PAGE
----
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The Aardvark (Orycteropus afer) ("Digging foot"),


sometimes called "antbear"[1] is a medium-sized mammal
native to Africa. The name comes from the Afrikaans/Dutch
for "earth pig" (aarde earth, varken pig), because early
settlers from Europe thought it resembled a pig. However, the
Aardvark is not closely related to pigs, being placed in its
own order.

The most distinctive characteristic of the Tubulidentata is (as


the name implies) their teeth, which, instead of having a
pulp cavity, have a number of thin tubes of dentine, each
containing pulp and held together by cementum. The teeth
have no enamel coating and are worn away and regrow
continuously. The Aardvark is born with conventional incisors
and canines at the front of the jaw, but these fall out and are
not replaced. Adult Aardvarks have only molars at the back
of the jaw.

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The Aardvark is only vaguely pig-like; the body of the


aardvark is sparsely scattered with coarse hairs; the body is
stout with an arched back; the limbs are of moderate length.
The front feet have lost the pollex (or 'thumb') — resulting in
four toes — but the rear feet have all five toes. Each toe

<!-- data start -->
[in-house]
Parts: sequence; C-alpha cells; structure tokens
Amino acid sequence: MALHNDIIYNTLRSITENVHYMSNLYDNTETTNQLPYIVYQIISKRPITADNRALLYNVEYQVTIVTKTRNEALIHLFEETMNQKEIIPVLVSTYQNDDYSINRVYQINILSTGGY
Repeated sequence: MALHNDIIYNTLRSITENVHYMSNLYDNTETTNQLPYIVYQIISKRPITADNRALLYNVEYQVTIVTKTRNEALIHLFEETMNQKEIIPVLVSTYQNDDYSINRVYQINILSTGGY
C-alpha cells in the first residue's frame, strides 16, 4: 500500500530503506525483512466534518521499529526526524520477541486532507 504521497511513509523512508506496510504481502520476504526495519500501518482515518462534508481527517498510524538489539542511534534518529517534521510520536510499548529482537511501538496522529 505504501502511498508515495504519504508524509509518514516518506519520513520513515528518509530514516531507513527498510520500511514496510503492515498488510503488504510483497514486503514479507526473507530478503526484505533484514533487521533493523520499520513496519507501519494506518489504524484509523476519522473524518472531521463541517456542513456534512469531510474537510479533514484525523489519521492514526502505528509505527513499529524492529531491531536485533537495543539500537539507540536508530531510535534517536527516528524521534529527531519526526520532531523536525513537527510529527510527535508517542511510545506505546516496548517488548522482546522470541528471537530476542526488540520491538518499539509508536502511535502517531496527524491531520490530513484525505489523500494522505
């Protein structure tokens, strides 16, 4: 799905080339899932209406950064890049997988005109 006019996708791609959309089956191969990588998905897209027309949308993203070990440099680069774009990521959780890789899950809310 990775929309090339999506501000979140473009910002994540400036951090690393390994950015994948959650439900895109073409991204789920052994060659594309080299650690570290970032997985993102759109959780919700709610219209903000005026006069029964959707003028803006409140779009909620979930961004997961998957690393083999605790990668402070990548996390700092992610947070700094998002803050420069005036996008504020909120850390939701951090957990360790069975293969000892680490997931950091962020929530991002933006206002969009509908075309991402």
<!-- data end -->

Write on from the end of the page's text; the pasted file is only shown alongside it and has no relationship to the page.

bears a large, robust nail which is somewhat flattened and
shovel-like, and appears to be intermediate between a claw
and a hoof. The ears are disproportionately long, and the tail
is very thick at the base and gradually tapers. The greatly
elongated head is set on a short, thick neck, and the end of
the snout bears a disc, which house the nostrils. The mouth is
small and tubular, typical of species that feed on termites.
The aardvark has a long, thin, protrudable tongue and
elaborate structures supporting a keen sense of smell.

An aardvark's weight is typically between 40 and 65 kg;


length is usually between 1 and 1.3 meters, and can reach
lengths of 2.2 meters when its heavy tail (which can be up to
70 centimeters) is taken into account. The aardvark is a pale
yellowish gray in color, often stained reddish-brown by soil.
The coat is thin and the animal's primary protection is its
tough skin; the aardvark has been known to sleep in a
recently excavated ant nest, so well does it protect them.

Behaviour

The Aardvark is nocturnal and is a solitary creature that feeds


almost exclusively on ants and termites (formicivore); the only
fruit eaten by aardvarks is the aardvark cucumber. An
aardvark emerges from its burrow in the late afternoon or
shortly after sunset, and forages over a considerable home
range encompassing 10 to 30 kilometers,[1] swinging its long
nose from side to side to pick up the scent of food. When a
concentration of ants or termites is detected, the Aardvark
digs into it with its powerful front legs, keeping its long ears
upright to listen for predators, and takes up an astonishing
number of insects with its long, sticky tongue — as many as

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50,000 in one night have been recorded. It is an


exceptionally fast digger, but otherwise moves fairly slowly. Its
claws enable it to dig through the extremely hard crust of a
termite mound quickly, avoiding the dust by sealing the